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Topics - Quietguy

Gil, I thought this might be of interest to you because of where the hosting service for this forum is located.  A week or so ago there was an article on Brian Krebs' blog about inconsistencies in court documents filed in the Silk Road drug bazaar case.  The FBI claimed it identified the server location because of a Captcha screen leaking the true IP of the server, bypassing the Tor hidden services the main site used.  Lawyers for the Silk Road defendant, as well as some security experts, threw the BS flag on that claim.  Krebs explained the background in this post:

Today the Naked Security blog from Sophos had information on the government's response to the legal challenge.  Among other things, they said:

QuoteThe server was located offshore in a data center in Reykjavik, Iceland. Once the FBI figured out its location, it was Reykjavik police who accessed and secretly copied the data on it.

There is a lot more, but the bottom line is the Feds are claiming 4th Amendment protections don't apply for several reasons - including the server being located in Iceland, so the lack of a search warrant didn't matter.

Here's the full article:

Of course, the Silk Road was an extremely high value target for prosecution, but I thought the logic behind the FBI's thinking might be of interest to people interested in security topics.

General Discussion / Hey RadioRay...
January 18, 2014, 09:05:50 PM
Congratulations on your promotion.  See, I told you if you did all your homework, didn't stay out late and ate your cereal you would make it.

Digital Modes / Sometimes it still surprises me
June 01, 2013, 10:40:05 PM
Several years ago we didn't have suitable backup email in case our DSL service went down, which it could do with a good storm here in more or less rural southwest Washington state.  At that time cellular service available at our property was limited to voice only.  A good friend introduced me to the magic of email over HF radio and the Winlink system.  That was before Winmor, RMSExpress and other sound card solutions were available, so I bought a Kantronics KAM+ to start out.  It worked extremely well and I had backup email plus I was able to trade peer-to-peer messages with friends.  It was great, but it was slow with only Pactor 1.  Then, many of the Winlink 2000 stations stopped accepting P1 connections because of the slow throughput.  I gulped, choked a little, and bought an SCS modem so I could do Pactor 3 and play with the big kids.  It was fun... one day I went to my shack and had a direct, peer-to-peer, no commercial infrastructure needed jpeg photo of my friend's new sailboat.  How cool was that?  He asked me to post it to a forum where we hung out, but my radio computer didn't/doesn't have internet access, so I used WL2K to forward it to my normal email account and posted it from my main computer.

I'm embarrassed to admit I have let my simple wire antenna deteriorate markedly in the last few years.  All that is left of it is the 135 feet 80m part of a 80/40/20 fan dipole The other day I started checking to see how much capability I still have and after doing some testing I left the station sitting on a 20m WL2K frequency.  Later I saw where my station had monitored a WL2K station in Florida - and that startled me.  So today I thought I would give him a try... I was hearing faint Pactor sounds in the noise and figured there wasn't much chance of connecting, but what the heck.  I was amazed when our stations linked almost immediately when I initiated the connection.  His signal was very strong and we had an excellent connection that would have supported pretty decent throughput.  This was about 1830 PDT (2130 EDT or 0130Z) on 20m.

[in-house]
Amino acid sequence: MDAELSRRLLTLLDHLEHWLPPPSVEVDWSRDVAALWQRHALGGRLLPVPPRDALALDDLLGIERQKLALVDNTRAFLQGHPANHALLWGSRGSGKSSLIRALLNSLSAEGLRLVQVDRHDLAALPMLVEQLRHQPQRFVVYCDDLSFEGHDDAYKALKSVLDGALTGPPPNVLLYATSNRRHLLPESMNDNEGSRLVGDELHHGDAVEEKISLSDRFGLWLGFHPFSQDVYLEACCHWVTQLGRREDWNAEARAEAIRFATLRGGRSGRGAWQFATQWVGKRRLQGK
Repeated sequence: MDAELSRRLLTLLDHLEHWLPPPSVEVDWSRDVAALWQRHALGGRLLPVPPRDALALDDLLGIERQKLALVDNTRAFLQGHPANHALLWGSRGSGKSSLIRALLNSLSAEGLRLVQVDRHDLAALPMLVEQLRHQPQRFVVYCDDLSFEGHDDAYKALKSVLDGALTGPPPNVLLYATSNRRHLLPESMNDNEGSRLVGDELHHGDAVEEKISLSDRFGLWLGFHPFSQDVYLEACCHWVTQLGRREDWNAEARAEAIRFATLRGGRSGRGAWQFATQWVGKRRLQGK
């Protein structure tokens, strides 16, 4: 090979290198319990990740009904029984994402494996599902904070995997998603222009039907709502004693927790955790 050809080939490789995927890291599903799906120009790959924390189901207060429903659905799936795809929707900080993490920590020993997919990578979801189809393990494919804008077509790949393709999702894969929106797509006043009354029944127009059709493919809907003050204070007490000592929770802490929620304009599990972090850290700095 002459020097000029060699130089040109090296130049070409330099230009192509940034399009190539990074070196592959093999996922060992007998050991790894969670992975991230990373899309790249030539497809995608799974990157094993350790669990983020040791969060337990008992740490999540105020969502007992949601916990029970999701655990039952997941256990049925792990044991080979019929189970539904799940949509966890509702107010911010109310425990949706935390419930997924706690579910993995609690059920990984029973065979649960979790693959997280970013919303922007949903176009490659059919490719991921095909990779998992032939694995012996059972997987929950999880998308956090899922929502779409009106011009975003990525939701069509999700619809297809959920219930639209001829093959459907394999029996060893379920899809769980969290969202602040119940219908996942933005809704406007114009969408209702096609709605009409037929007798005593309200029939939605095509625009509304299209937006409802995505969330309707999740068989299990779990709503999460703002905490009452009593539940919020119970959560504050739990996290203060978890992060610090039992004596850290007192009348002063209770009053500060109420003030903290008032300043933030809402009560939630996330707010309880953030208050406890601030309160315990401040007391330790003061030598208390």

I mention this for a couple of reasons... one is that I didn't think I had much chance of making that connection given today's conditions, but it turned out to be a slam dunk.  It didn't cost anything to try, so why not give it a shot?  Sometimes a quiet band does not mean it is dead.  Another reason is just to plug email over radio as another useful tool in the communications toolbox.  If my SCS modem were to die today I would have lower cost options for replacing it - RMSExpress/Winmor are viable methods now that were not available when I got stated.

Now I need to get a replacement antenna in the air.

Is the NTSD net an ARRL function?  I see some information is on the ARRL website, but a lot of the details are on a private site.

I was wondering if NTSD is an extension of ARRL's old NTS, or if it is a separate function.

General Discussion / New guy checking in...
April 13, 2013, 08:36:26 PM
I've been lurking for a few days after signing up and decided I should officially check in.  I found the forum when another member (an old friend) sent me a reference to it.  The place looked reasonably coherent so I thought I would sign up and stick around a little while.

I'm retired and live in a more or less rural area in the wet side of Washington state.  Although I'm an Extra class operator I haven't been doing a lot of radio stuff lately other than participating in our local ACS group.  The QRP/CW discussions between Gil and Radioray have piqued my interest (again) along those lines and reminded me of some unfinished projects I need to finish.  I passed the 5 wpm test when it was still required for General but I made the mistake of not getting on the air with CW, so now I need to start over.

Anyway, hello to the forum.